Zee-Nut Minor League Baseball Sets Full of Unknown Players
The Zee-Nut sets are largely made up of baseball obscurities and one in particular caught my eye recently
Over the history of time, there have been all kinds of minor league baseball sets. But the Zee-Nuts that spanned from the 1910s all the way through the 1930s are probably one of the most confusing.
Zee-Nut cards are classified as candy issues and even though they were described by their maker, the California-based Collins-McCarthy Candy Company, as a confectionery product, they also could be seen as more of a food instead. The product was a mixture of popcorn, peanuts, and coconuts. It was not solely marketed towards kids. Rather, it was said to be for children, young adults, and even the ‘old folks.’ Their slogan was, “Gee! But it’s Good.”
Zee-Nut created so many sets that most collectors don’t even bother try keeping them straight. They are all often lumped together with the generic Zee-Nut classification and even Jefferson Burdick didn’t try to separate them much. Despite there technically being more than two dozen Zee-Nut sets, Burdick only created two designations for them. Even that is somewhat deceptive as only the first four sets (1911 through 1914) are classified as E136 with all of the rest being called E137. The earlier ones certainly met Burdick’s E-Card label but the later ones from the 1930s, technically, should have probably been classified as R-Cards to indicate later candy issues.
There are some big names of players in the set, obviously. These are minor league cards and some of these players made it big. Among the more well-known cards are a pair of issues for Hall of Famer Joe DiMaggio that were issued before he reached the majors. There are several other Hall of Famers with Zee-Nuts, too.
But there are more than 3,000 Zee-Nut cards in all and, as you would expect, well, not everyone became a star. Many, in fact, are completely obscure players.
I’ve got a few Zee-Nuts in my collection. None have been deliberate buys, really. I’ve generally only bought them when I’ve seen them at prices that have been took low. And I was reminded of the obscurity in these sets when I recently received a card in the mail.
I received a card last week in the mail from a collecting friend. It’s always a nice surprise when something like this shows up unexpected.
Unlike some others in the set, this one is fairly easy to determine since it provides the year on the front. This card is for some player named Hughes on some team named Sacramento. But if you’re unfamiliar with the Zee-Nuts, that might be all of the information you’ve got.
But after a small amount of digging, I discovered that the player in question was named Bill Hughes and the team in question was the Sacramento Senators of the Pacific Coast League.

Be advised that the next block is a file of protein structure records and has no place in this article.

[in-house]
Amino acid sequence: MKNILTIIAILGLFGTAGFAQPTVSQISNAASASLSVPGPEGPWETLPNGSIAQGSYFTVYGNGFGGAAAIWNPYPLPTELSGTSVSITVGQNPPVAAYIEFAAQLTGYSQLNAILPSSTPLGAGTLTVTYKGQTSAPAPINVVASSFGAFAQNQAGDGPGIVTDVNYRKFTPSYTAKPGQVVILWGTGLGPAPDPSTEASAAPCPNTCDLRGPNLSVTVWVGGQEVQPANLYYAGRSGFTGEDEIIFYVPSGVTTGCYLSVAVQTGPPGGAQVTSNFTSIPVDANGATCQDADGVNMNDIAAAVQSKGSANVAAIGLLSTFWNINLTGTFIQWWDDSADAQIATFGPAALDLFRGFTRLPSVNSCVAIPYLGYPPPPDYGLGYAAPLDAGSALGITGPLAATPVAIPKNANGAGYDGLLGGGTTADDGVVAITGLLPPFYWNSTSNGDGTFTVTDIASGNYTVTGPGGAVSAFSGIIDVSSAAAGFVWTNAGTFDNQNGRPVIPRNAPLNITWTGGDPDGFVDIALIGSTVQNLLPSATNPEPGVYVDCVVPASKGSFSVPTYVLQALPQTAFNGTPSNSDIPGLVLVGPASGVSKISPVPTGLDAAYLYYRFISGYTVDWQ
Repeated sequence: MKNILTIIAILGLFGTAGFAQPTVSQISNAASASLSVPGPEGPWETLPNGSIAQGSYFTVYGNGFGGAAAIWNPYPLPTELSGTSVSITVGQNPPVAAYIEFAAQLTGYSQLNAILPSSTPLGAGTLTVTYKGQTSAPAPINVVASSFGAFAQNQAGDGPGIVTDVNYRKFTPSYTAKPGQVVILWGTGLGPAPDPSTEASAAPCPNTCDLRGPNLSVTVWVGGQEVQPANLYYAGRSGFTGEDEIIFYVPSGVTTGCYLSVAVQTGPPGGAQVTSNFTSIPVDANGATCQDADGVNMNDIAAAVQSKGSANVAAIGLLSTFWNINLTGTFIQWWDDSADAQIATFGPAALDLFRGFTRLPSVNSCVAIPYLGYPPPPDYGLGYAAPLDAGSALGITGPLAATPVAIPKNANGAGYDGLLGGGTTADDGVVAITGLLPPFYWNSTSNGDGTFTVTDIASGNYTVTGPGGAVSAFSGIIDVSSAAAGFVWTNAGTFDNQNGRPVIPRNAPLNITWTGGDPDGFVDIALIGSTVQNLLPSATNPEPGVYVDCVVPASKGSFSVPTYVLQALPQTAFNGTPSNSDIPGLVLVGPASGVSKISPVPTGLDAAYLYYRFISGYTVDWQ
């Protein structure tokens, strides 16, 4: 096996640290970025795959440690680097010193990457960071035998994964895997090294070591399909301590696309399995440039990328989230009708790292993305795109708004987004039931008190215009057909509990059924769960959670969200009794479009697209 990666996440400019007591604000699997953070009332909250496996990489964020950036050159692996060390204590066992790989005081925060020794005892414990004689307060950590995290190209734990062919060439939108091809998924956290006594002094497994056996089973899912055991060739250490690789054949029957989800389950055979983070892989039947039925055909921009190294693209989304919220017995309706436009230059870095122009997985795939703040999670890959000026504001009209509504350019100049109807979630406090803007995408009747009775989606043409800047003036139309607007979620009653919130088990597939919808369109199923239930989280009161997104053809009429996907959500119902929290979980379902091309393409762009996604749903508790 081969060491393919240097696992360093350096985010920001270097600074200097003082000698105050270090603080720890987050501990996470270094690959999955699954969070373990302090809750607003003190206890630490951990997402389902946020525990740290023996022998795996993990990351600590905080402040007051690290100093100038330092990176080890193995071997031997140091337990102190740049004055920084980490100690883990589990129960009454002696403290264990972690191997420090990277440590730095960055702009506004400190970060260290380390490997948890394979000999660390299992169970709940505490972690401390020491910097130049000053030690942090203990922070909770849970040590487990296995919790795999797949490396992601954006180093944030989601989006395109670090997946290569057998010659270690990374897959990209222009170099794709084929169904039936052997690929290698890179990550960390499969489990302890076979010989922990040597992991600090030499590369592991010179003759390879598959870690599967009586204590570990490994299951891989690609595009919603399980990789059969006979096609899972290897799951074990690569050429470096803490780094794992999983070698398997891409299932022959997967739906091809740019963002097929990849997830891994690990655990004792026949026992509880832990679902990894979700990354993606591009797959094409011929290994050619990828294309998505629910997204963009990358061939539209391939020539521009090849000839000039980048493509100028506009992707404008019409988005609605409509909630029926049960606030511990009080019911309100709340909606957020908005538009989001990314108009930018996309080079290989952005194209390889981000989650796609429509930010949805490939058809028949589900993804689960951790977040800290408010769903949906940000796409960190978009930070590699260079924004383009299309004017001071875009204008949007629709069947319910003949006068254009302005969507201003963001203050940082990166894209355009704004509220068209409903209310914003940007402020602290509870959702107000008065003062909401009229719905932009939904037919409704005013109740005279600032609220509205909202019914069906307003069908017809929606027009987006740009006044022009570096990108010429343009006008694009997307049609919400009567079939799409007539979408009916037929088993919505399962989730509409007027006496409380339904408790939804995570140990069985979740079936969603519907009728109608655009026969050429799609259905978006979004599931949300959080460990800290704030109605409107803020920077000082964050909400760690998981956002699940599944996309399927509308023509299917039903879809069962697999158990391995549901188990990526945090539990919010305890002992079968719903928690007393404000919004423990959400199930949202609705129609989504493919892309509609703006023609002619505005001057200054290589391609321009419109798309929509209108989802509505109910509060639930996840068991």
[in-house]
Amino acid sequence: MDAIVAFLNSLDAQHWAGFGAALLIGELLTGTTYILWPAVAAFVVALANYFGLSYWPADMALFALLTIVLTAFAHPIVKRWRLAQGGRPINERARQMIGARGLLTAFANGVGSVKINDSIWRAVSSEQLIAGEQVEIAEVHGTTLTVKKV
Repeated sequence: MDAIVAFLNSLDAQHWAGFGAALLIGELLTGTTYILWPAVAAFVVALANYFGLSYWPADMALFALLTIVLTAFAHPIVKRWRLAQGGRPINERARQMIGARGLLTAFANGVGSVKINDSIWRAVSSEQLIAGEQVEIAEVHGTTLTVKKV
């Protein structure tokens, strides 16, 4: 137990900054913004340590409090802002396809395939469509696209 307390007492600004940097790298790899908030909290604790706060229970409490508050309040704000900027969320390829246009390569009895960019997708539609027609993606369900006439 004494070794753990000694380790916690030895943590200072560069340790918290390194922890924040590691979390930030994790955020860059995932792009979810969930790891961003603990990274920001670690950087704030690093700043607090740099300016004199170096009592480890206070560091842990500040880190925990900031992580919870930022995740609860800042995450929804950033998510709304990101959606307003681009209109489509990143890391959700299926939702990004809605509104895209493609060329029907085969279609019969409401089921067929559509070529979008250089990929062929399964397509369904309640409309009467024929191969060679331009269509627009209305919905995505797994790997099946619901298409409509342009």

So what about Hughes and his team? Well, the latter was nothing special. Baseball-Reference doesn’t provide a win-loss record for the team, but the combined win-loss record among the pitchers is a subpar 86-109. Hughes, however, was actually the standout in that rotation. Despite his team’s bad record, Hughes was 20-19 on the year. Aside from a player named Red Brow, who was 1-0, Hughes was the only pitcher that was above .500 on the season. His 20 wins and 53 total games both led the team.
Hughes mostly toiled in the minor leagues his entire career — and a long career it was. Hughes played a total of 20 seasons, retiring in 1939 at the age of 42. As a pitcher, he had a great deal of success with a 270-212 record. Despite that, his major league time was fleeting.
In 1921, Hughes played a single game with the Pittsburgh Pirates. He pitched a total of two innings, allowing three hits and an earned run. He was only 24 at the time and he couldn’t possibly have imagined that would be his only major league appearance. Unfortunately for him, it was.
In looking up the card and Hughes’ career, it’s a cruel reminder of what a lot of professional athletes put themselves through. We tend to think of the famous ones, focusing on their wealth and fame. But there are many others, scratching to just get by hoping for a chance in the majors.
Hughes got his moment but pitching only two innings in a single major league game with 20 years in the minors is a reminder that these sticking in the majors is no easy feat. Even if you’ve got the talent to necessarily do it, there are so many guys on the fringes that it comes down to being in the right spot at the right time.